Brief Interventions May Increase Entry into Specialty Addiction Treatment
One assumption underlying large-scale efforts to implement screening and brief intervention (BI) is that people with dependence will improve. To inform the question, investigators in Washington state selected 2 samples (n=2493 each) from over 70,000 adults who either screened positive for unhealthy alcohol or other drug use in the emergency department (ED) or who were not screened (and, therefore, did not receive BI) but who had medical, behavioral-health, or arrest records indicating a substance use disorder. Propensity-score matching was used to ensure similarity between groups. Patients who received BI were divided into 2 additional subgroups: those referred to brief treatment (4–12 sessions of motivational interviewing) who either did (n=265) or did not (n=1100) participate in it. Treatment entry was determined using administrative records of publicly funded treatment.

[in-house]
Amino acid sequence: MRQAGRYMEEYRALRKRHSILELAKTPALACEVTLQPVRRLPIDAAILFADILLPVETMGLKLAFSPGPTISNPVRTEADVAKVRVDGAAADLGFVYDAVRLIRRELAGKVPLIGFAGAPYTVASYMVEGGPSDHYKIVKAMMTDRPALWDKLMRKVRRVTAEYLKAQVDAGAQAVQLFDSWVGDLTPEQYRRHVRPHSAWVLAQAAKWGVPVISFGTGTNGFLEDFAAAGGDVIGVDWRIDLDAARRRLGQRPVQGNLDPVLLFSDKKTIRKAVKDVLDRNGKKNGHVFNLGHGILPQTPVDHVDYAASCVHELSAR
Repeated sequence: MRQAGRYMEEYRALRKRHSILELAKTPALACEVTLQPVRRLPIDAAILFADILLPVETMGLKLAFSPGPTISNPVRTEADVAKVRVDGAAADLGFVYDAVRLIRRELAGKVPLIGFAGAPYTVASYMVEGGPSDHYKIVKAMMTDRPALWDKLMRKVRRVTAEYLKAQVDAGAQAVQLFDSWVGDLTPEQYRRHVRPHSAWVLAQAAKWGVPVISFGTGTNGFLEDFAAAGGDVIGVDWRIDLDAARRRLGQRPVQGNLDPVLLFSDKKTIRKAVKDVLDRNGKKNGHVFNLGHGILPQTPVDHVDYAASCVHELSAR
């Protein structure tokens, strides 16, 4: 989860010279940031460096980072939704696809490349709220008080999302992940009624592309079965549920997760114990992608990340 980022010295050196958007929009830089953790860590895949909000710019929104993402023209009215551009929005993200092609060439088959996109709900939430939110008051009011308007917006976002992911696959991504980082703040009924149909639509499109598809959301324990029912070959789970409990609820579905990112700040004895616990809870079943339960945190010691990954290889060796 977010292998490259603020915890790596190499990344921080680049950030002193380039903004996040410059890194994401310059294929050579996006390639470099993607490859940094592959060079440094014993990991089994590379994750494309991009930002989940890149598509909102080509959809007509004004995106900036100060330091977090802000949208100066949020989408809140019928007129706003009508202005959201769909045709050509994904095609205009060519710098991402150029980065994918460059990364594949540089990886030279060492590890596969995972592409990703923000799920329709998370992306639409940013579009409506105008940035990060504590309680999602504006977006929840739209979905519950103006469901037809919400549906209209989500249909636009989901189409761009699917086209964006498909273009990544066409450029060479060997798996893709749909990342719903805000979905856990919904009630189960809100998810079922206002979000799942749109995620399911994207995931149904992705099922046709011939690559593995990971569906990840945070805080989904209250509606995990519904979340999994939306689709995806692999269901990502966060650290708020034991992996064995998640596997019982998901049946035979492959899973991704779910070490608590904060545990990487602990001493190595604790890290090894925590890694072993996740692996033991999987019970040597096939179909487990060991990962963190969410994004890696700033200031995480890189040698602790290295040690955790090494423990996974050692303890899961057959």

- Patients who received BI in the ED were more likely to enter specialty addiction treatment in the next 12 months than those who did not (34% versus 23%, respectively).
- Patients who participated in brief treatment were more likely to enter specialty addiction treatment in the next 12 months than those who did not (52% versus 34%, respectively).